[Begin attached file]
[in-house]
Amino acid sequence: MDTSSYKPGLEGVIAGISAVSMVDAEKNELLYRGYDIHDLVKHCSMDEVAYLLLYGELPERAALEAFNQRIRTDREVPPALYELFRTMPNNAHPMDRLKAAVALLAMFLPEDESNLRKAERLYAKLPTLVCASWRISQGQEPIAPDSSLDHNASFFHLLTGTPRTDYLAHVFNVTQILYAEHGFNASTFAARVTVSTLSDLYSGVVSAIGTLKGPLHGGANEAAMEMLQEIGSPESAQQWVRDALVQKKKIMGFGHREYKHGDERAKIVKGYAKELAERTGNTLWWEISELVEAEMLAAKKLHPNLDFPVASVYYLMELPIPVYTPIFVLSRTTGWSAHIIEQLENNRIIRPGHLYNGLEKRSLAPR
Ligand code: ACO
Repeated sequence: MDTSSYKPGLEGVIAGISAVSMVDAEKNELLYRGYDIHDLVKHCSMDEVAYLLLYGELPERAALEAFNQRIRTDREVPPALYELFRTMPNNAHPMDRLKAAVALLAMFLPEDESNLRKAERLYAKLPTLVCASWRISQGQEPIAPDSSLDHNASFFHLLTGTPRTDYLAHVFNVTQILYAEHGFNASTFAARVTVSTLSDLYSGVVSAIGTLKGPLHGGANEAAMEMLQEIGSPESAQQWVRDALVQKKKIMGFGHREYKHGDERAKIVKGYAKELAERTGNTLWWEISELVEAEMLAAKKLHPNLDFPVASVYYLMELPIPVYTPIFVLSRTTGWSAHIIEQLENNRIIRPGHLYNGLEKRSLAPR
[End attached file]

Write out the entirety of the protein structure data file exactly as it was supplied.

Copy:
[in-house]
Amino acid sequence: MDTSSYKPGLEGVIAGISAVSMVDAEKNELLYRGYDIHDLVKHCSMDEVAYLLLYGELPERAALEAFNQRIRTDREVPPALYELFRTMPNNAHPMDRLKAAVALLAMFLPEDESNLRKAERLYAKLPTLVCASWRISQGQEPIAPDSSLDHNASFFHLLTGTPRTDYLAHVFNVTQILYAEHGFNASTFAARVTVSTLSDLYSGVVSAIGTLKGPLHGGANEAAMEMLQEIGSPESAQQWVRDALVQKKKIMGFGHREYKHGDERAKIVKGYAKELAERTGNTLWWEISELVEAEMLAAKKLHPNLDFPVASVYYLMELPIPVYTPIFVLSRTTGWSAHIIEQLENNRIIRPGHLYNGLEKRSLAPR
Ligand code: ACO
Repeated sequence: MDTSSYKPGLEGVIAGISAVSMVDAEKNELLYRGYDIHDLVKHCSMDEVAYLLLYGELPERAALEAFNQRIRTDREVPPALYELFRTMPNNAHPMDRLKAAVALLAMFLPEDESNLRKAERLYAKLPTLVCASWRISQGQEPIAPDSSLDHNASFFHLLTGTPRTDYLAHVFNVTQILYAEHGFNASTFAARVTVSTLSDLYSGVVSAIGTLKGPLHGGANEAAMEMLQEIGSPESAQQWVRDALVQKKKIMGFGHREYKHGDERAKIVKGYAKELAERTGNTLWWEISELVEAEMLAAKKLHPNLDFPVASVYYLMELPIPVYTPIFVLSRTTGWSAHIIEQLENNRIIRPGHLYNGLEKRSLAPR